Vul. Zamarstynivska, 134 – St. Iosafat church (former church of st. Francis of Assisi)
The former church of St. Francis of Assisi was built in 1927-1930 under a project designed by architect Jan Sas-Zubrzycki in the Historicist style with some elements of Neo-Gothic, northern Mannerist, and early Baroque styles. The building is an architectural monument of local significance (protection number 2679).
Since the late 1980s–early 1990s the church has been used by the Redemptorist monks (the Order of the Most Holy Redeemer) of the Ukrainian Greek Catholic Church. In 1990 it was consecrated in the name of St. Josaphat.
The former church of St. Francis of Assisi was built as a church at the Capuchins' monastery. The first wooden chapel in its place was built in 1904 by architect Zygmunt Krykiewicz. A fundraising campaign for the construction of a new shrine started in the 1910s and continued after the end of the First World War (a debate about the necessity of building a new church was for the first time held in 1909).
In 1921-1925 a project was designed by architect Jan Sas-Zubrzycki. On 12 September 1925 his project was approved by the General Administration of the Capuchin Order. The construction of the monastery began in 1927. The church was completed in 1930 (consecrated on 5 October).
In 1946 the Capuchins left Lviv for Poland, taking away some items of the interior decoration. After their departure, a film library was arranged in the former church. At the turn of the 1990s the church building was restituted to the faithful, in the person of the Redemptorist monks (the Order of the Most Holy Redeemer). On 14 October 1990 it was consecrated as the church of St. Josaphat.
In the 1990s a considerable amount of work was carried out in the church for the arrangement of the interior. An iconostasis, altars, and ornamental paintings were made. Above the triumphal arch, a bright multi-figure composition "The Protection of the Mother of God" was arranged, Christ and angels were depicted in the sanctuary and the Evangelists on the sails (the murals were made by professor Liubomyr Medvid). Repair and restoration works were continued after 2000 as well.
The relics of Blessed Martyr Mykola Charnetskyi (1884-1959) are kept in the church; they were moved here from the Lychakivskyi cemetery in 2002 after his beatification by Pope John Paul II in 2001.
The church of St. Josaphat (the former church of St. Francis of Assisi) was entered in the protection register as a monument of architecture of local significance under the number 2679 (order of the representative of the President of Ukraine in the Lviv region number 374 dated 15 April 1994). It belongs to the Lviv Province of the Order of the Most Holy Redeemer, the Monastery of St. Josaphat.
The church of St. Josaphat is located in the northern part of the city, on the territory of the former suburban village of Zamarstyniv. The church was designed as a single complex with the other monastery buildings. Its silhouette is actively perceived from the valley of the Poltva river and from Chornovola boulevard.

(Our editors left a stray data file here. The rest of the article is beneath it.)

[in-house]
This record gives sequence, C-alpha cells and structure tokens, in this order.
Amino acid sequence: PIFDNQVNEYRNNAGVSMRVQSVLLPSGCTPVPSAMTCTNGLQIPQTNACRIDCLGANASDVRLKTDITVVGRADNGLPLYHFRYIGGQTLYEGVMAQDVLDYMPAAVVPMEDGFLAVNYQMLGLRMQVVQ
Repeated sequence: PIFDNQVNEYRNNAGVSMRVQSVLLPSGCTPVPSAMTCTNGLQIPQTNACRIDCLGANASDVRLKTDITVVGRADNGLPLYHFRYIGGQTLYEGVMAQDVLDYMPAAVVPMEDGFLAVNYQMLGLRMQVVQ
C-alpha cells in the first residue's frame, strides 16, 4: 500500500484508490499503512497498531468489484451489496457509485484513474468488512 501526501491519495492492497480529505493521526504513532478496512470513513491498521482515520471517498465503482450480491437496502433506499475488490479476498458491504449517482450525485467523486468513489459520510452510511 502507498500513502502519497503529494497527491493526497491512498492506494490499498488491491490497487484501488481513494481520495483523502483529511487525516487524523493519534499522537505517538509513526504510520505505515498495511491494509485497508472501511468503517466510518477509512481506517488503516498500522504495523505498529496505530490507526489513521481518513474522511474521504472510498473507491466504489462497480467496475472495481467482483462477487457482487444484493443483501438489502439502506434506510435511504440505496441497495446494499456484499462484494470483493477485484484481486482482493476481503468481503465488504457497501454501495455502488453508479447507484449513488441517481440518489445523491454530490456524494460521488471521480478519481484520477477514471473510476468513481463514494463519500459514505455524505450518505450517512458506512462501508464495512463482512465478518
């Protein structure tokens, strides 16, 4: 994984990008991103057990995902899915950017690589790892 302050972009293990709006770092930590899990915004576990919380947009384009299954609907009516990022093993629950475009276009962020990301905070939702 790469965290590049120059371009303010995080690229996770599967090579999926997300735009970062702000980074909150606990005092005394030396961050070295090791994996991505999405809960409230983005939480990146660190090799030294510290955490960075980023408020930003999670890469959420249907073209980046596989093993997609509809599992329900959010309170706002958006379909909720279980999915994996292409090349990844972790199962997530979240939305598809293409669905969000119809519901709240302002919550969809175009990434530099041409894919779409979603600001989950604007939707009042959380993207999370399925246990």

The church is a monumental three-nave building of the basilica type, with three apses, a narthex and a bell tower in the northwest corner. Its lateral naves and sanctuary are lower than the central nave. The domed former chapel of St. Anthony is adjacent to the north nave. The naves are covered with cross vaults having ribs, the sanctuary is covered with a semicircular vault.
The façades have open brickwork and stone decorative elements, and arched windows. The main three-tier façade is accentuated by an odd-shaped pediment, designed in the Mannerist-style tradition. The wide main entrance portal is decorated with a gable with a sculpture of St. Francis of Assisi. The exterior composition is enriched by a faceted side tower with a helm top.
The dominant of the church’s modern interior is an iconostasis made in the 1990s in Ukrainian Baroque style. The murals were made at the same time.
In the church shapes, the author of the project used some features of the regional architecture of the 16th-17th centuries, affected by reminiscences of the Gothic, northern Mannerist and early Baroque styles.
- Marecki J., Dzieje zakonu kapucynów w okresie II Rzeczypospolitej (Kraków, 2000).
- Marecki J., "Konwent Kapucynów we Lwowie-Zamarstynowie" (1903-1946), Folia Historica Cracoviensia, t. 3, 1996, 171-215.
- Brzezina K. "Kościόł p. w. Św. Franciszka z Asyżu i klasztor oo. Kapucynόw na Zamarstynowie", Kościośły i klasztory Lwowa z wiekόw XIX i XX, red. M. Podlodowska-Reklewska (Kraków: Antykwa, 2004), 225-245 [Materiały do dziejów sztuki sakralnej na ziemiach wschodnich dawnej Rzeczypospolitej: Część I. Kościośły i klasztory rzymskokatolickie dawnego Wojewόdsnwa Ruskiego, tom 12].
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